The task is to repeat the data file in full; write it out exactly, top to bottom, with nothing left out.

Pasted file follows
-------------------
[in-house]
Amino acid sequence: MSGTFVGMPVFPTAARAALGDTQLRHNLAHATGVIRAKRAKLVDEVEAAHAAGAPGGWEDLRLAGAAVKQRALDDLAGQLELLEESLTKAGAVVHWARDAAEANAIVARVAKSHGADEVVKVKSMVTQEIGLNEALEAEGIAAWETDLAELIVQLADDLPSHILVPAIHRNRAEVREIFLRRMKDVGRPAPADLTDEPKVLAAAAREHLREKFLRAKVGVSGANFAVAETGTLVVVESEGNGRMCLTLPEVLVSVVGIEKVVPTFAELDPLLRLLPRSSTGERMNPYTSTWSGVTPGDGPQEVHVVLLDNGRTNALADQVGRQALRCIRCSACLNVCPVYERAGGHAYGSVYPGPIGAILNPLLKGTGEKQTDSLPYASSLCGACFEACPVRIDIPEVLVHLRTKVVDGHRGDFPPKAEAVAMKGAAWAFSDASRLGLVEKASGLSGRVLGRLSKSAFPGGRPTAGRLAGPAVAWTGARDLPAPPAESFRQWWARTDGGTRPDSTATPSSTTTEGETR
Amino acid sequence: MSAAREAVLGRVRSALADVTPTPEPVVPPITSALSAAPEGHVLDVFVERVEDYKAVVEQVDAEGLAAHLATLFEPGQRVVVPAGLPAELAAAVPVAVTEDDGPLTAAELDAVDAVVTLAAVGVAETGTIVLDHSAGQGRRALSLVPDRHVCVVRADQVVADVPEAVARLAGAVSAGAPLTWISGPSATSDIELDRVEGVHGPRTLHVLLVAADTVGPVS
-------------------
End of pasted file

[in-house]
Amino acid sequence: MSGTFVGMPVFPTAARAALGDTQLRHNLAHATGVIRAKRAKLVDEVEAAHAAGAPGGWEDLRLAGAAVKQRALDDLAGQLELLEESLTKAGAVVHWARDAAEANAIVARVAKSHGADEVVKVKSMVTQEIGLNEALEAEGIAAWETDLAELIVQLADDLPSHILVPAIHRNRAEVREIFLRRMKDVGRPAPADLTDEPKVLAAAAREHLREKFLRAKVGVSGANFAVAETGTLVVVESEGNGRMCLTLPEVLVSVVGIEKVVPTFAELDPLLRLLPRSSTGERMNPYTSTWSGVTPGDGPQEVHVVLLDNGRTNALADQVGRQALRCIRCSACLNVCPVYERAGGHAYGSVYPGPIGAILNPLLKGTGEKQTDSLPYASSLCGACFEACPVRIDIPEVLVHLRTKVVDGHRGDFPPKAEAVAMKGAAWAFSDASRLGLVEKASGLSGRVLGRLSKSAFPGGRPTAGRLAGPAVAWTGARDLPAPPAESFRQWWARTDGGTRPDSTATPSSTTTEGETR
Amino acid sequence: MSAAREAVLGRVRSALADVTPTPEPVVPPITSALSAAPEGHVLDVFVERVEDYKAVVEQVDAEGLAAHLATLFEPGQRVVVPAGLPAELAAAVPVAVTEDDGPLTAAELDAVDAVVTLAAVGVAETGTIVLDHSAGQGRRALSLVPDRHVCVVRADQVVADVPEAVARLAGAVSAGAPLTWISGPSATSDIELDRVEGVHGPRTLHVLLVAADTVGPVS